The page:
Barham, Richard Harris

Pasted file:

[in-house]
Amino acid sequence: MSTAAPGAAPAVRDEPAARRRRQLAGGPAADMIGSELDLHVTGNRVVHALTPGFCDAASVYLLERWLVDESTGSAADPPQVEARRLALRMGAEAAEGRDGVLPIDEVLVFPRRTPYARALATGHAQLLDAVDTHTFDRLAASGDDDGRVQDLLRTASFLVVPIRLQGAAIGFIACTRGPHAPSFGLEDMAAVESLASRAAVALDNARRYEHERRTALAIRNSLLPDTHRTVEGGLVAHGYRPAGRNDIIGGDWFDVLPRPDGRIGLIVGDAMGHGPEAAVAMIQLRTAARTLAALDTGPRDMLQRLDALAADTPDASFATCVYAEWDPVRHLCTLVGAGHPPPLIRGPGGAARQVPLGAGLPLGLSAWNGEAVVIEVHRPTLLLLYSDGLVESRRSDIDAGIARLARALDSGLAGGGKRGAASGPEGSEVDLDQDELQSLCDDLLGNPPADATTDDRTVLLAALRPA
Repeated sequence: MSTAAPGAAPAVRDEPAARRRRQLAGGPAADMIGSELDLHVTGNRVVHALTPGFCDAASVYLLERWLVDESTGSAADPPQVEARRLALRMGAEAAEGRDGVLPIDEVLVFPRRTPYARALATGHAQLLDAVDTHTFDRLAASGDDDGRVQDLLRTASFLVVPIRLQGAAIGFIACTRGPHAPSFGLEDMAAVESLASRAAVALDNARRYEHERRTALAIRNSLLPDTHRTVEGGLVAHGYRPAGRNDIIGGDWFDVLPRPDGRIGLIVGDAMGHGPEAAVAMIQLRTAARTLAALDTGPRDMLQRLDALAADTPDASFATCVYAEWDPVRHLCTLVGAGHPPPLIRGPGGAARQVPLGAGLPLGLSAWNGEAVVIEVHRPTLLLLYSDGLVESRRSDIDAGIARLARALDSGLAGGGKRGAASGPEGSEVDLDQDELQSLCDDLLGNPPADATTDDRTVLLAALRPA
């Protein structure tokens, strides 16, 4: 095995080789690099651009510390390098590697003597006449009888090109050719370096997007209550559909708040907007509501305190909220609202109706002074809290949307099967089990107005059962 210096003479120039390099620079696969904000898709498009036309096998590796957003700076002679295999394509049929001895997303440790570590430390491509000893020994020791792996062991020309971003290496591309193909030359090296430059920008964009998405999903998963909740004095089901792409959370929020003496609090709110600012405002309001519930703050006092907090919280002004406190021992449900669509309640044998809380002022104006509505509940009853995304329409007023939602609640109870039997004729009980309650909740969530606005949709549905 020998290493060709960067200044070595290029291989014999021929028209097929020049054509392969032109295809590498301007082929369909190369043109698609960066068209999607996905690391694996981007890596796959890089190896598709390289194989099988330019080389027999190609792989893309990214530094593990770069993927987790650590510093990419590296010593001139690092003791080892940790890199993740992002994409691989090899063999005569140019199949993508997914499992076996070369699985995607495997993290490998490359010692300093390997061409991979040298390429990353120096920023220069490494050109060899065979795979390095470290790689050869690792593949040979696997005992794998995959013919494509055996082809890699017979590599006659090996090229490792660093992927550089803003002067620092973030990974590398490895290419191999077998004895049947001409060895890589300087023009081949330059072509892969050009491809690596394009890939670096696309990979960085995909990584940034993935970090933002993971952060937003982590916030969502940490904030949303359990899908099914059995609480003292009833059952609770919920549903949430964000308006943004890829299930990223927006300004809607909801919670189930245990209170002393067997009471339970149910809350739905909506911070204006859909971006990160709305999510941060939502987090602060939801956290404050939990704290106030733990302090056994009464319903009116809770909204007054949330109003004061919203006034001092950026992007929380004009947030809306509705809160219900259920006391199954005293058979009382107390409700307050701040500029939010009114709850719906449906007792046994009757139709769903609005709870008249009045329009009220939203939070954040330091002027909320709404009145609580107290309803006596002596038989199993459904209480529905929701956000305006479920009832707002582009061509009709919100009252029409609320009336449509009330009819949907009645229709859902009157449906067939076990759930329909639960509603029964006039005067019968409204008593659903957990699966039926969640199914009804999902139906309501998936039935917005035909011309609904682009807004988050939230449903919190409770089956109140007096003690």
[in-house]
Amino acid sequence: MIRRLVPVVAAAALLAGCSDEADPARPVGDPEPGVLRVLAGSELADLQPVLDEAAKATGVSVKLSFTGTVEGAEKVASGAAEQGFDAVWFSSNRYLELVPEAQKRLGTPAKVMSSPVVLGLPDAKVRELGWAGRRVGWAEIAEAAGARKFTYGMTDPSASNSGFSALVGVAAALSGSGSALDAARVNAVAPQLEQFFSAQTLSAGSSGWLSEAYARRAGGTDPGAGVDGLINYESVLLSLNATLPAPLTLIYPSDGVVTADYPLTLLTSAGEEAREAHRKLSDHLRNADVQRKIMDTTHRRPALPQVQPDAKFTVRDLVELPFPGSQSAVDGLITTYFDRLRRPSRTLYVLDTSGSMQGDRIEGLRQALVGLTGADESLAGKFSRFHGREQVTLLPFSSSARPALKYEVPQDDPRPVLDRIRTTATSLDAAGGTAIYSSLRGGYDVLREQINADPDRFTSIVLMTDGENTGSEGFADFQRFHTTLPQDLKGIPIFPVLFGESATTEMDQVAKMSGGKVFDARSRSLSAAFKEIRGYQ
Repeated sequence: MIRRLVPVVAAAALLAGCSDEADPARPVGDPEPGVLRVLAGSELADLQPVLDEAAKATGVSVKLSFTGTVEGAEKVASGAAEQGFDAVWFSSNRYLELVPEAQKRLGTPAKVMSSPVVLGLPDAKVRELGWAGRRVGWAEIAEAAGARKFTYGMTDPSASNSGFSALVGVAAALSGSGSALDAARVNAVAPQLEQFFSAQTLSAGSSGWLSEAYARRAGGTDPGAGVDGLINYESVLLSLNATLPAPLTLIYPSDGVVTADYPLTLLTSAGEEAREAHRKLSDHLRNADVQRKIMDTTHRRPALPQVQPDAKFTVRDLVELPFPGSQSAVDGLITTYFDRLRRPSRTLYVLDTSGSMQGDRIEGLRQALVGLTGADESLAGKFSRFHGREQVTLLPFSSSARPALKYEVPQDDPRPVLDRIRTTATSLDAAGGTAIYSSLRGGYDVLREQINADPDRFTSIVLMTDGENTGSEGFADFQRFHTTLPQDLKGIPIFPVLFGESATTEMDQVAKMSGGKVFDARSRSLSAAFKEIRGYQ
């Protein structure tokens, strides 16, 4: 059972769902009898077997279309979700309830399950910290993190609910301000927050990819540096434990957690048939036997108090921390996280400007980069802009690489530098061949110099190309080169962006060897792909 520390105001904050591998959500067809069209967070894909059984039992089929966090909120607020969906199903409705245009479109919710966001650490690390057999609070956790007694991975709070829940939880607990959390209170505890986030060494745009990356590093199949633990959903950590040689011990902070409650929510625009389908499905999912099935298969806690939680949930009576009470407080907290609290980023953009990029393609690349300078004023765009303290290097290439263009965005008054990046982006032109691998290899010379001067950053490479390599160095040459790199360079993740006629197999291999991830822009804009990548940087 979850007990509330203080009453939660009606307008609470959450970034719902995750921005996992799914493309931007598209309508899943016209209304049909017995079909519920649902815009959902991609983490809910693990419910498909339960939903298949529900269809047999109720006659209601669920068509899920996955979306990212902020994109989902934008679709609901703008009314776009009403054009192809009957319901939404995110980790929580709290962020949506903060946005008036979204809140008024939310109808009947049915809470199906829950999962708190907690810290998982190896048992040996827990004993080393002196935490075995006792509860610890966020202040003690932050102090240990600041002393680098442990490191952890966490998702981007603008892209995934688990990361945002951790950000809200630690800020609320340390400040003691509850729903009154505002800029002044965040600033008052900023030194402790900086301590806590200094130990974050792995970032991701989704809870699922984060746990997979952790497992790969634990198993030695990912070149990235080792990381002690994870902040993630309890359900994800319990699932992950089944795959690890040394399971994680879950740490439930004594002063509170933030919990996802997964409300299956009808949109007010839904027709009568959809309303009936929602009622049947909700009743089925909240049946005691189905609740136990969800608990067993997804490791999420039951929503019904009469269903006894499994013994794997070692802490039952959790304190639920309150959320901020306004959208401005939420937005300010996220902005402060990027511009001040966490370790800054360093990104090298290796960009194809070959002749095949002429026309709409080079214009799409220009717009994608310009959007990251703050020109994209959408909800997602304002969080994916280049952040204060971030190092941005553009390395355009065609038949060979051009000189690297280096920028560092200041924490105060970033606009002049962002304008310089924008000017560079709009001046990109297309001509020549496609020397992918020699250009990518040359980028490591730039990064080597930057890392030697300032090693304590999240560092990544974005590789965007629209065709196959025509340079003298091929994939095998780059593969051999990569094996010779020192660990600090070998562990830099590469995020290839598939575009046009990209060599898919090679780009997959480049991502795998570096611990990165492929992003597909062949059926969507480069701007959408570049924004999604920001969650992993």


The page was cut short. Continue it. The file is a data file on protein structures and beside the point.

Barham, Richard Harris, an English clergyman and author, better known by his assumed name of Thomas Ingoldsby, was born at Canterbury, Dec. 6, 1788. He was educated at St. Paul's School, London, and Brasenose College, Oxford. Having been admitted to holy orders, he was appointed curate of Ashford, in Kent, from which he removed to Westwell, a few miles distant. About the year 1814, he became rector of Snargate, in Romney Marsh, Kent, and at the same time curate of Wareham. In 1821 he was elected canon of St. Paul's, London, and from that time gave much attention to literature. In 1824 he was appointed priest in ordinary of the Chapel Royal, and shortly afterwards was presented to the rectory of the united parishes of St. Mary Magdalene and St. Gregory by St. Paul's, London. In 1842 he was appointed divinity reader in St. Paul's Cathedral, and was permitted to change his living for the more valuable rectory of St. Augustine and St. Faith's, London. He died June 17, 1845. He was the author of the celebrated Ingoldsby Legends which began to appear in Bentley's Miscellany in 1837, and have since been published in three vols. 8vo, with a Memoir by his son. He was a frequent contributor to the periodicals of his day, and wrote considerable poetry of a high order. See Knight, Eng. Cyclop. Biog. i, 533; Allibone, Dict. of Brit. and Amer. Authors, s.v.; English Review (Lond.), 1847, p. 59; Hart, English Literature (Phila.), p. 449.

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